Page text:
Opinion: State Should Expand Protections for COVID-Exposed Workers

Protections
Unsplash.com photo.

I am extremely disappointed that the Maryland Occupational Safety and Health division has chosen to do the minimum and just adopt the federal emergency standard for COVID that is restricted in scope to only health care workers.

While they are clearly at high risk for the disease, there are many other workers in the state who are also at risk and deserve protection. Delivery workers, farmworkers, food processing, grocery, teachers, bus drivers, retail employees, construction workers, prison workers and employees at facilities for the elderly all are exposed to the public, much of which remains unvaccinated.

Many farm workers and poultry workers, for example, live and work on the Eastern Shore. The latest data shows that only 34.8% of people in Caroline County have had their second dose of the vaccine. Other Eastern Shore counties have higher rates but almost all are below 50%. Most children remain unvaccinated.

Meanwhile, when Gov. Larry Hogan declared the pandemic emergency over, many people have stopped wearing masks and social distancing. The Delta variant is surging around the country and in Maryland. It is much more infectious. We also don’t know how long immunity lasts.

So, the risks remain high for many workers in the state. In addition, COVID-19 is just the latest pandemic we have faced. There will be another one, maybe not next year or the year after but eventually we will be hit again.

We could have been better prepared for this pandemic and could be better prepared for the next by issuing a MOSH standard that would protect all workers from this and future pandemics. In other words, a broad standard to protect workers in the state from aerosol-transmitted diseases.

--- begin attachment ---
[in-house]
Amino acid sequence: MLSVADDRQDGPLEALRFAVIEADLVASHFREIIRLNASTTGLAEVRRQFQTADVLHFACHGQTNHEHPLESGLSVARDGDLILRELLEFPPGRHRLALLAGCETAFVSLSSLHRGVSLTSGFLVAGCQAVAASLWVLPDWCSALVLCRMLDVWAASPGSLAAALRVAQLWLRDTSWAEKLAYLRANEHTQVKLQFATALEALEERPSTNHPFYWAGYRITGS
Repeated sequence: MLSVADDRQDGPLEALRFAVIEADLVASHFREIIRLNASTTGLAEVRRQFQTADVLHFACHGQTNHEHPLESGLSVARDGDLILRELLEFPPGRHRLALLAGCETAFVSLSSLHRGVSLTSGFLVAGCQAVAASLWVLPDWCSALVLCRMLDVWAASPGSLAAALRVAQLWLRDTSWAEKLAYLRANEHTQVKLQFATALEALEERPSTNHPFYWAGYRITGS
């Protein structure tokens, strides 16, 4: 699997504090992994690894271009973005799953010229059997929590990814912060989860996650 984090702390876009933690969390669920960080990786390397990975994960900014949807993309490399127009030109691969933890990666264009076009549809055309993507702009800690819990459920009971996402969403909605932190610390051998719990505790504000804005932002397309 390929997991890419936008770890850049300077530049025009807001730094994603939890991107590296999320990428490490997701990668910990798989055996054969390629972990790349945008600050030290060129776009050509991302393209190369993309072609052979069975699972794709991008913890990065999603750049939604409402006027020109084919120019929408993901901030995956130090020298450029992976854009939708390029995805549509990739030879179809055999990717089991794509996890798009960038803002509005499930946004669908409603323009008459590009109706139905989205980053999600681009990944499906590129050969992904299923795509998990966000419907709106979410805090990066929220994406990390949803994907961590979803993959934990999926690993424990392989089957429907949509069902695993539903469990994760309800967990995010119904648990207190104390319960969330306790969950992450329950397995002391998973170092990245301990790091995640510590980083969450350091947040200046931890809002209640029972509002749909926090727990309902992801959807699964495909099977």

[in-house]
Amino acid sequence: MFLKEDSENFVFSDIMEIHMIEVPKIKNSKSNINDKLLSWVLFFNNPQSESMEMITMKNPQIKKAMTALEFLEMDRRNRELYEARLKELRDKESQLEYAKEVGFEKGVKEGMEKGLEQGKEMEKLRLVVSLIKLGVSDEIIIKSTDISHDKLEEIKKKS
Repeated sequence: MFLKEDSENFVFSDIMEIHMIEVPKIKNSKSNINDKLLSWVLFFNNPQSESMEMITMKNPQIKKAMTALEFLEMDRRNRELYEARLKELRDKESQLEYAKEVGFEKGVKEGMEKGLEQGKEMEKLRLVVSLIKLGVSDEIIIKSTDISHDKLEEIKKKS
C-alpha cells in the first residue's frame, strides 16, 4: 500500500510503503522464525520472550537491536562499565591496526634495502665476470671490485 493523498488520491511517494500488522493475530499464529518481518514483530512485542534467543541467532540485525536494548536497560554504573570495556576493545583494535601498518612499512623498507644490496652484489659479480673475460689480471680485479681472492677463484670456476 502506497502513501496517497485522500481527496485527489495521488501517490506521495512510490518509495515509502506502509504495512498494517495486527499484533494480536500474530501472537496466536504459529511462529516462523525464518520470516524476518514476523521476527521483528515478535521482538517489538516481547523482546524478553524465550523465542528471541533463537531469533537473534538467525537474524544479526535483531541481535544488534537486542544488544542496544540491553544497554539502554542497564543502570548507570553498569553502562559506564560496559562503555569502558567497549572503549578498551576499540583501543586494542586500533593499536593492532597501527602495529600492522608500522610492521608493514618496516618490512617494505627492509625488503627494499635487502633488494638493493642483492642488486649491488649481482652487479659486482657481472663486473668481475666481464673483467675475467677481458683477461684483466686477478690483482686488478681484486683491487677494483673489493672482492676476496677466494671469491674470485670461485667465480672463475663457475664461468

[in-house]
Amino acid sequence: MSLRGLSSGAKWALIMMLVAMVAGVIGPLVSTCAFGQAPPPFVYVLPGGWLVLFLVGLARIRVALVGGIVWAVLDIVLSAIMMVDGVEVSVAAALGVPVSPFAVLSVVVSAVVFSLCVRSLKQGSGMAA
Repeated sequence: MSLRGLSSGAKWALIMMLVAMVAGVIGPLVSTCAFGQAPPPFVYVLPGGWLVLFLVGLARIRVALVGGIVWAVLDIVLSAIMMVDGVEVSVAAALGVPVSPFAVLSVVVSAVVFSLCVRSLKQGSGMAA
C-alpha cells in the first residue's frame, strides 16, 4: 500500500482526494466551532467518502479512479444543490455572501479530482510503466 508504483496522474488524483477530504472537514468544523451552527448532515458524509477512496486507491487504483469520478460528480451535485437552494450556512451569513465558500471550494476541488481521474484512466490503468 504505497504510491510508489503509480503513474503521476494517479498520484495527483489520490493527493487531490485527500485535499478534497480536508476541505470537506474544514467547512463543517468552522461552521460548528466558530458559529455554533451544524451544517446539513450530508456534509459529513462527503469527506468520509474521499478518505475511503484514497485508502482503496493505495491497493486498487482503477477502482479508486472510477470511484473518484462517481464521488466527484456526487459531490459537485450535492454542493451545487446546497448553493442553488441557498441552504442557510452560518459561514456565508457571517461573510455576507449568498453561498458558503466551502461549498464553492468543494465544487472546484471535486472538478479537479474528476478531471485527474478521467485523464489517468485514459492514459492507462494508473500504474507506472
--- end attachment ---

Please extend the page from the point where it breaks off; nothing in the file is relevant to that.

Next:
MOSH could issue a broader rule now. At the very least, a broader standard should be adopted to replace the emergency temporary standard when it expires.

One critical component of any standard should be collecting more and better information on cases, e.g., occupation and industry, so we can see more clearly which workplaces and workers are affected disproportionately so we can target our prevention and enforcement efforts better.

The permanent standard can and should be tailored to a variety of workplaces, with separate sections for specific industries based on the nature of the work and potential exposures.

  • It should place top priority on improved ventilation for indoor spaces with increased outside air.
  • Mask wearing should be based on science (neck gaiters don’t really do much) and require real respiratory protection and plans.
  • Surface cleaning should only be required where disease vectors can be re-entrained and airborne again
  • Social distancing should be based on the nature of the work and potential exposures (e.g., places where there is heavy manual labor and workers are breathing harder may require more distancing).
  • Reporting is essential, with occupation and industry collected.
  • Medical removal protection and paid sick leave are essential as well as whistleblower protections.
  • Carve-outs can exist for places where everyone has been vaccinated.
  • Standards in other states, like Virginia, can be used as models.

–SCOTT SCHNEIDER

The writer, a resident of Silver Spring, is a certified industrial hygienist with more than 40 years of experience in occupational safety and health. He delivered these remarks at the Maryland Occupational Safety and Health Advisory Board meeting on July 19.